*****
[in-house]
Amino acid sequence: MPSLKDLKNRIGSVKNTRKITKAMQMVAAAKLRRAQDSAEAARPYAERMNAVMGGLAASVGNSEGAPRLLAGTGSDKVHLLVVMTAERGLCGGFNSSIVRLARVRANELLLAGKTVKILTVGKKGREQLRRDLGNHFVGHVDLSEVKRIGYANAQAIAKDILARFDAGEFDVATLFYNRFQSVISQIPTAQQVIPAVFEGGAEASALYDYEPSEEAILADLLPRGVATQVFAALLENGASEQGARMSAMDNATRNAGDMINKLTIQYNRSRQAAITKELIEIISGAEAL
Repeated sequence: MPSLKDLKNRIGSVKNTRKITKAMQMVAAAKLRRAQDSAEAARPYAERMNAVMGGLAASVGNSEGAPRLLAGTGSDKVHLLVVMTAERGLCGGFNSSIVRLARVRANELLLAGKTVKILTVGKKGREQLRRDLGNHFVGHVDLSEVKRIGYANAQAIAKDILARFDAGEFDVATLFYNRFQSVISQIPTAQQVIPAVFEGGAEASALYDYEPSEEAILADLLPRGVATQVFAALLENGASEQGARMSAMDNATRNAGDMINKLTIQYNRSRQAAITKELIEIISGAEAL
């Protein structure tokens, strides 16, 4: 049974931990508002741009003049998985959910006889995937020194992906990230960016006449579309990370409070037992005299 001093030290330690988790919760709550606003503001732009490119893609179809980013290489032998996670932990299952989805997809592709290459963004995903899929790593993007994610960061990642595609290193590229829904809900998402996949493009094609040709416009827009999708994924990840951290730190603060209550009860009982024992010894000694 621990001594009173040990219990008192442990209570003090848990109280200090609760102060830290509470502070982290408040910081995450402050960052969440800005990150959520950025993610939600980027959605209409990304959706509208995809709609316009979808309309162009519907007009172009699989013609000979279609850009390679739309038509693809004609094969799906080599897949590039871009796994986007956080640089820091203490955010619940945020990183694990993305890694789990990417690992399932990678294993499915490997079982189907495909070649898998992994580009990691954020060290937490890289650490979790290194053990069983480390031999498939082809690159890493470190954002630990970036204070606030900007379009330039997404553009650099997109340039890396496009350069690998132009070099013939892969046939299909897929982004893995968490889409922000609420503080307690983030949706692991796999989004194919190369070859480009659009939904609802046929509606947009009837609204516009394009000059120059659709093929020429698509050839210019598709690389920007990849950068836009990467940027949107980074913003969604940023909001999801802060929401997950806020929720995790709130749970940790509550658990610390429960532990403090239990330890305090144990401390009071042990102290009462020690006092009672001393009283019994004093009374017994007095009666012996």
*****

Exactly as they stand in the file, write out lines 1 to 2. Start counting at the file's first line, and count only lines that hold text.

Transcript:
[in-house]
Amino acid sequence: MPSLKDLKNRIGSVKNTRKITKAMQMVAAAKLRRAQDSAEAARPYAERMNAVMGGLAASVGNSEGAPRLLAGTGSDKVHLLVVMTAERGLCGGFNSSIVRLARVRANELLLAGKTVKILTVGKKGREQLRRDLGNHFVGHVDLSEVKRIGYANAQAIAKDILARFDAGEFDVATLFYNRFQSVISQIPTAQQVIPAVFEGGAEASALYDYEPSEEAILADLLPRGVATQVFAALLENGASEQGARMSAMDNATRNAGDMINKLTIQYNRSRQAAITKELIEIISGAEAL